Dr. Ramzi Matar (Winter Park Dentistry): Do this new class… Obviously they’re coming into the market for a reason, are they better for the people with atrial fibrillation, or stents, I mean, they must be coming out because they’re medically better. I realize that from your perspective as an oral surgeon they present challenges, but are they better somehow when patients are taking them?
Dr. Andonis Terezides: That’s what the initial studies and the literature show, and part of it is some patients are not really responding as well, as say to Coumadin or medications that they take, they’re all usually going to be okay with aspirin, but some patients are allergic to aspirin, some patients require some sort of duo play with therapy like aspirin and Plavix, and there is a subset of population, thing that I read on the literature, about 20 to 30 percent of patients don’t necessarily receive the appropriate auto coagulation med, so there is a need in the market to find a better medication, one that’s less hassle for patients, to not have to go and draw blood and have it tested all the time, to stay within the therapeutic range. Yes, the whole studies are showing that most of these medications do serve a better purpose for many patients who are not so well-served with the old fashion medications that we’re used to.
Dr. Ramzi Matar (Winter Park Dentistry): The classic ones… So tell me this then, we have the classic blood thinners, Plavix, Coumadin, aspirin, you have some patients, 20 to 30 percent for whatever reason is not well regulated, they can’t do the INR, they want something a little easier to take, so there’s this whole new list of medications coming out, Predaxa, Eliquis, those are the ones I’ve seen personally, so how do you manage that? What do you do as an oral surgeon, someone comes to you and says “Yes, I’m on Predaxa, I need a tooth out and it’s hurting”? What do you do?
Dr. Andonis Terezides: Well, single tooth, we’ll probably just continue them on their medications the way they are, again a lot of these medications cannot be stopped, if you stop them, even for a day or two, it puts the patient at significant risk for ending up in the hospital, and a significant number of those patients can actually succumb to the sudden stop in their medications and can die. So fortunately a surgeon can do a procedure relatively quick, we have at our disposal a number of things that can help us provide some sort of localized measure to get hemostasis to stop the bleeding. So for most of the routine things that we would treat a patient if they’re stable enough to be treated in our office, we can proceed as planned. If we come across that one patient is on these medications, and they’ve been on it, for whatever reasons they’re not able to stop the medications, because they’ve changed on to another medication, because they’re only within a certain subset on time, following the placement of a new cardiac stent that was only a few weeks prior, and it has to be done, we have surgeons that are able to take a patient to a hospital and at least get them managed in an operating room setting.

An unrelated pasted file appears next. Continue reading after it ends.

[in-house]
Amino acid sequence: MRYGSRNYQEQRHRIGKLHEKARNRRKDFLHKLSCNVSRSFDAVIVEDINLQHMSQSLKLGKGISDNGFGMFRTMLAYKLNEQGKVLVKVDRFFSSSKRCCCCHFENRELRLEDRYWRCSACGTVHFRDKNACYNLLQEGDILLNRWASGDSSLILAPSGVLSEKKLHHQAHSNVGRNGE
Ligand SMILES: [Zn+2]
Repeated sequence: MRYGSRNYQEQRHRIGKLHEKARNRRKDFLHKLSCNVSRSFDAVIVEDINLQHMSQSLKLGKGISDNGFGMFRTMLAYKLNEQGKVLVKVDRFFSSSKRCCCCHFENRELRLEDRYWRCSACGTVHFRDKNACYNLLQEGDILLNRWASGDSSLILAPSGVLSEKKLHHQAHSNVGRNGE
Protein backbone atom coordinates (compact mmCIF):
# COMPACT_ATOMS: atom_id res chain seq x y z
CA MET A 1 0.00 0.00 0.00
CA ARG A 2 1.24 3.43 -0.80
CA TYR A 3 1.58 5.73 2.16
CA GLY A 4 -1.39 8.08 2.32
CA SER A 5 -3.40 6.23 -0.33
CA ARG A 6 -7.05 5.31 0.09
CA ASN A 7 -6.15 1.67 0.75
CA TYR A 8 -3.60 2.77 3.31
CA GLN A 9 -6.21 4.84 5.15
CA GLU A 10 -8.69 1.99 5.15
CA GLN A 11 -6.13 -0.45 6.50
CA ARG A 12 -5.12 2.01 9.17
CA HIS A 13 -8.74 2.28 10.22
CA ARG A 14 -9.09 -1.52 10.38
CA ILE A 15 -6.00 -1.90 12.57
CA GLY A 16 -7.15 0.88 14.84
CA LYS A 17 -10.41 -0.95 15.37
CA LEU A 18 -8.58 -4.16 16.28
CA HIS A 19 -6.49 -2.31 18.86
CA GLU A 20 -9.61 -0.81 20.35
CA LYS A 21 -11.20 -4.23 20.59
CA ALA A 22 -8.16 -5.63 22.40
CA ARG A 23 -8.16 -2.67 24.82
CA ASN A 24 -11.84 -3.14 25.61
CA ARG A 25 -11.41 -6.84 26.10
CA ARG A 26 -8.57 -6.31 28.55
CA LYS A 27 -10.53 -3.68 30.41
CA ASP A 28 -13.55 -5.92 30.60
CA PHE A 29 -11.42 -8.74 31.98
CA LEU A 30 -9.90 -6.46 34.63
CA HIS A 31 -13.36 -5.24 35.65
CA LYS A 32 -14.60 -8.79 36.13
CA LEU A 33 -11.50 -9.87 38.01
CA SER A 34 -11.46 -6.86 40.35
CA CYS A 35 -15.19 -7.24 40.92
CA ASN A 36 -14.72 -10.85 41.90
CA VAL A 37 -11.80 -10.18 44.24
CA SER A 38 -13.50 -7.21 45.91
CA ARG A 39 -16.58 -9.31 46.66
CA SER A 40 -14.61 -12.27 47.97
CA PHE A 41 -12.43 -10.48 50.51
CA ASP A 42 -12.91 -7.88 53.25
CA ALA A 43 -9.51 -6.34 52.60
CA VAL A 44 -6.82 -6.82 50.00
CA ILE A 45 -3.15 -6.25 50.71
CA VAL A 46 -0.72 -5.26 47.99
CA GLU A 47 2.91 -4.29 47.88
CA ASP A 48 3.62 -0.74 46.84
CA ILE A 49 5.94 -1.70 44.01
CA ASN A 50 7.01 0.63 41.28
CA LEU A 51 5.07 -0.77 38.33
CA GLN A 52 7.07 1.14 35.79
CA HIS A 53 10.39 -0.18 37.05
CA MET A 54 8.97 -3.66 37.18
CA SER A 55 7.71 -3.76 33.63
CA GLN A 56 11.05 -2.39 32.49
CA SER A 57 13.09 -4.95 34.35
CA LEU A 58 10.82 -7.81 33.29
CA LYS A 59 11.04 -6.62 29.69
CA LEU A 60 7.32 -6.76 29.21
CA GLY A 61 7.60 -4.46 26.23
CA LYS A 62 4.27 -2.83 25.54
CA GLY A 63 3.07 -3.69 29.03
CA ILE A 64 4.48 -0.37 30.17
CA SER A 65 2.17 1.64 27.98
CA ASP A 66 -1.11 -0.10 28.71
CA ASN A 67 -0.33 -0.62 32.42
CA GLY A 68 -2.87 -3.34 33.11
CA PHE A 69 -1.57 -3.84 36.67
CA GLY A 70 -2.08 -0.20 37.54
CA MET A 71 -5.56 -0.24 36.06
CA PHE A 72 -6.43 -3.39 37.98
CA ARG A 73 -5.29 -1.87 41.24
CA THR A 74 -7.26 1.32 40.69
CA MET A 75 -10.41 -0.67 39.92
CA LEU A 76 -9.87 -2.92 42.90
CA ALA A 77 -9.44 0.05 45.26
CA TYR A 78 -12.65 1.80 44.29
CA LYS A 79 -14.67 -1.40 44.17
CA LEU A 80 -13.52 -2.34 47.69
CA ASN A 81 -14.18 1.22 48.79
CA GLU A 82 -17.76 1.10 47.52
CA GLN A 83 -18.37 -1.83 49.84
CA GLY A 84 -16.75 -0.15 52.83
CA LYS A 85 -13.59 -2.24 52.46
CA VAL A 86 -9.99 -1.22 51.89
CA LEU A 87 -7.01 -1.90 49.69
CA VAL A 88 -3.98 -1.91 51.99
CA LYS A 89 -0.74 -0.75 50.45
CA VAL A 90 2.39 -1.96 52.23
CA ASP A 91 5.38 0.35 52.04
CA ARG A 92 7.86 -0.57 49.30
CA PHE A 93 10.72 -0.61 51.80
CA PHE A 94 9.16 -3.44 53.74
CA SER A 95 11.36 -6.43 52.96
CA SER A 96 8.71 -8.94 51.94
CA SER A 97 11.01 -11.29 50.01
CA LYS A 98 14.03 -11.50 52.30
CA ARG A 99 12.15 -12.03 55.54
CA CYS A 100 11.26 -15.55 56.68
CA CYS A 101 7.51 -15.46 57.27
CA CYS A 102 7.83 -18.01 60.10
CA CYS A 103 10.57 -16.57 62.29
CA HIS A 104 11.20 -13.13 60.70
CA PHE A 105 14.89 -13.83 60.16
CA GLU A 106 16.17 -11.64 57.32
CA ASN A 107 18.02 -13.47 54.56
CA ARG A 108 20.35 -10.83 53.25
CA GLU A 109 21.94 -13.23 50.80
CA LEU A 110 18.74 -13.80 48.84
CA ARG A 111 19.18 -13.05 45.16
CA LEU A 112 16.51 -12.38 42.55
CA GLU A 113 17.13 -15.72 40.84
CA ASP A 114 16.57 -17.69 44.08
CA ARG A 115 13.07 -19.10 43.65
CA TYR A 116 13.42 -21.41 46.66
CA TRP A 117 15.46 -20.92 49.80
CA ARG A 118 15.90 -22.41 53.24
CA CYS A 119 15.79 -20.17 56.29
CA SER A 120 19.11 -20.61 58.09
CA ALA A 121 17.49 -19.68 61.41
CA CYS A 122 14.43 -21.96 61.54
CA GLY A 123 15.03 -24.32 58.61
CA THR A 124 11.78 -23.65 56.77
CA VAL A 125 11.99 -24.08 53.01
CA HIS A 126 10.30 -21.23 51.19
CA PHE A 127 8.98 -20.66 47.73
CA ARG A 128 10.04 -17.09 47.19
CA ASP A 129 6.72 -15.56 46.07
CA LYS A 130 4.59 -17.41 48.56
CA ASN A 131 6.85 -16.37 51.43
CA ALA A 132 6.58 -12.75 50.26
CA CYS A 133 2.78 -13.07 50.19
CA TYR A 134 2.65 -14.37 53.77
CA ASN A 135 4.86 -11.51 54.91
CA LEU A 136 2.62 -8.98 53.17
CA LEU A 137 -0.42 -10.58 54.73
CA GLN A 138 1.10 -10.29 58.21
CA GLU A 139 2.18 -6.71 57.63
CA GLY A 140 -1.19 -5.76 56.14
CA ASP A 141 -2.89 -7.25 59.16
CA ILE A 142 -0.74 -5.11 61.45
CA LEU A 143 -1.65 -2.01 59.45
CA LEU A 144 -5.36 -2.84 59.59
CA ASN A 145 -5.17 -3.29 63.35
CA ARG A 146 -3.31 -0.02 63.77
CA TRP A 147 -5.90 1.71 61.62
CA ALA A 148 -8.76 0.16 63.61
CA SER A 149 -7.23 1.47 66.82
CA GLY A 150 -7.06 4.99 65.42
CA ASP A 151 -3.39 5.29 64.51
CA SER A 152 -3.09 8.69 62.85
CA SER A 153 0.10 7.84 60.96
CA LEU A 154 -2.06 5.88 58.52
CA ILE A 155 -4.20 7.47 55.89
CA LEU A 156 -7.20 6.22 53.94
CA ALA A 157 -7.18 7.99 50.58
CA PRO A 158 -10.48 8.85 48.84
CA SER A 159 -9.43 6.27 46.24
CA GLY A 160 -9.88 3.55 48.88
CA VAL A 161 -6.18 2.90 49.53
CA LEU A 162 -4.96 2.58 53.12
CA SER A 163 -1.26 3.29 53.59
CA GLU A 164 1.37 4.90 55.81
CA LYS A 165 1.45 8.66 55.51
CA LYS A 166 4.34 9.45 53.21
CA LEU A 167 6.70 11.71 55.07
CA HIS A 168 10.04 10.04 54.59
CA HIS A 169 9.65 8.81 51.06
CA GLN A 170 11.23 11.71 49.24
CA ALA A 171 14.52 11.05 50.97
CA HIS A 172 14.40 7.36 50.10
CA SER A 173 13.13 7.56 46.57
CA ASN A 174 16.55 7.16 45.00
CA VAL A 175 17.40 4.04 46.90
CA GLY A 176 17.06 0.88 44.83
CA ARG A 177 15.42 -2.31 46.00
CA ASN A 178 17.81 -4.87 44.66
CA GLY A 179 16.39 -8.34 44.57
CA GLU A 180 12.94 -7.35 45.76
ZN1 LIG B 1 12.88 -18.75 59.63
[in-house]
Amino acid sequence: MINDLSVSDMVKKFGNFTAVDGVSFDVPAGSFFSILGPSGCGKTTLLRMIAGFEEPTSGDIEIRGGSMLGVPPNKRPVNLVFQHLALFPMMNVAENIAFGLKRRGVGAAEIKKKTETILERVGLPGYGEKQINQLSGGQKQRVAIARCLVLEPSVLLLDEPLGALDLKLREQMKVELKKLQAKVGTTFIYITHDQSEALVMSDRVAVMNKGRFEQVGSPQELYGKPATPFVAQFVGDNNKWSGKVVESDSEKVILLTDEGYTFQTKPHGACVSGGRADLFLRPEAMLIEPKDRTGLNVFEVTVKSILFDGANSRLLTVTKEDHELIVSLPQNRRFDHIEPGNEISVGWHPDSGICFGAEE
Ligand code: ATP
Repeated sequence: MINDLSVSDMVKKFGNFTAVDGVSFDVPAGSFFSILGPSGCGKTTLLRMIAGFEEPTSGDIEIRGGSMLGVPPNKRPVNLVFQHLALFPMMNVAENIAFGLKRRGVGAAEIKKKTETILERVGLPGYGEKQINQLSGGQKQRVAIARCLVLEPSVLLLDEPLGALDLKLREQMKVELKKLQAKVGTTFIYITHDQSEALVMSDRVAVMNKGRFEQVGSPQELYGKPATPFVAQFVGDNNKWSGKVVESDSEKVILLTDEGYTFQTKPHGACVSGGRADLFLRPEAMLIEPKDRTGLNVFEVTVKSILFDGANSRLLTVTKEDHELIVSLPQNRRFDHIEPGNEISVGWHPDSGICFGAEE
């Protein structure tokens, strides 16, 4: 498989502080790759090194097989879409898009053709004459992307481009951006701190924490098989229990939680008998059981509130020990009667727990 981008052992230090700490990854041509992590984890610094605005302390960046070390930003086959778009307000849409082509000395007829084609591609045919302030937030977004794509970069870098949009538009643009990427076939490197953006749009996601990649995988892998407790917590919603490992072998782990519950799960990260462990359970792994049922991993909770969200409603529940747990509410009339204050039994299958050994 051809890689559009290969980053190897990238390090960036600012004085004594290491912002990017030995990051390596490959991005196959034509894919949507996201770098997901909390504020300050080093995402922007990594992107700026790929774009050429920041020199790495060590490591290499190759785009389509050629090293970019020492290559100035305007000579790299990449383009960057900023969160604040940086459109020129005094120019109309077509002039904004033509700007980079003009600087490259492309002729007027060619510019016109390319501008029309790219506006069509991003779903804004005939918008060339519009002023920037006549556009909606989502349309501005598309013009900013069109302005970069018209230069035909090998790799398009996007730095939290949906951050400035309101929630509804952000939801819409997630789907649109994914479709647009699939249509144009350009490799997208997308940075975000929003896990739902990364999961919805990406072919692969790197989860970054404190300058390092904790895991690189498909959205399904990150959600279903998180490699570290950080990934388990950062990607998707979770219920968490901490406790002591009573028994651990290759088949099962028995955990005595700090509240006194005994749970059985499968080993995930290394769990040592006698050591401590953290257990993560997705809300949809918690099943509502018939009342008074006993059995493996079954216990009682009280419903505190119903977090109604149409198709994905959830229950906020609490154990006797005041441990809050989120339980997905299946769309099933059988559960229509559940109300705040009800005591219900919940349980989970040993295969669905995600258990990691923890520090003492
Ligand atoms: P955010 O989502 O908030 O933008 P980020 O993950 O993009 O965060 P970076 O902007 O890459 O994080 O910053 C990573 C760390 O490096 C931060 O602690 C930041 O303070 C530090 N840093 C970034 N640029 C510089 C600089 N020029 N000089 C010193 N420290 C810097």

Dr. Ramzi Matar (Winter Park Dentistry): That’s the line for you as a surgeon, I mean I can’t go to a hospital clearly but as an oral surgeon, if you say “hey we have a high risk patient, he has a tooth that’s hurting, it’s infected or whatever, we have to do surgery” you can do it in a hospital but clearly that’s the last choice you have, but it sounds like it’s still a bit early, the jury’s still hot on this new medications and well, while they’re great for, I’m sure cardiologists love them, and all the other MDs love them, that’s great, but from a dental point of view it does present some challenges that need to be worked out. I’m glad there’s people like you that love this stuff, you’re a complete dental geek, you love it, I know you’re reading about it all the time, and when I asked you to do this you sent me like a 5 page paper, on all we could talk about, I didn’t even know how to pronounce 60 percent of the words, so I’m glad there’s people like you on my team.
Dr. Andonis Terezides: I’m happy to do so Ramzi, I just want to make it a point for viewers who are watching this, that they should never stop their blood thinners without the express written consent and knowledge of their prescribing physicians. There’s a lot of patients who will come because of the old school mentality where they would just stop their aspirin for a few days before having a tooth taken out, we really as a profession in dentistry we’ve moved away from that because we’ve learned that we can treat patients without necessarily having a lot of serious issues, while they’re still on their blood thinners, which is very important, because we can deal with a little bit of bleeding, but we really can’t deal with a patient who suffers from a stroke or a heart attack caused by the stopping of the medication.
Really, that’s the biggest take-home message, patients need to be able to give us their medication list clearly, have something written down, or at least give us their contact information for their prescribing physician, and then that they shouldn’t stop the medications. If we can do that, we can provide an excellent for patients.
Dr. Ramzi Matar (Winter Park Dentistry): I had no idea that you had patients come to you and say “hey, by the way, I stopped my medication three days ago, I’m ready for surgery” and you’re like panicking that they’re going to have a stroke in your chair, I didn’t even think about that but yeah anybody watching this, please get to your physician, get to your oral surgeon, tell them what’s going on, let them manage it, don’t start doing this at home cookbook dentistry treatment. Thank you for that, I didn’t even mean to ask you that question but again, thanks for having me, thanks for being on the show for me, I appreciate it. Everyone watching this, I hope you learned something, if you know somebody that’s on a blood thinner or could be on a blood thinner maybe having some dental surgery, please send them this video, have them ask us questions or learn… Hope somebody takes something from this. Thank you so much.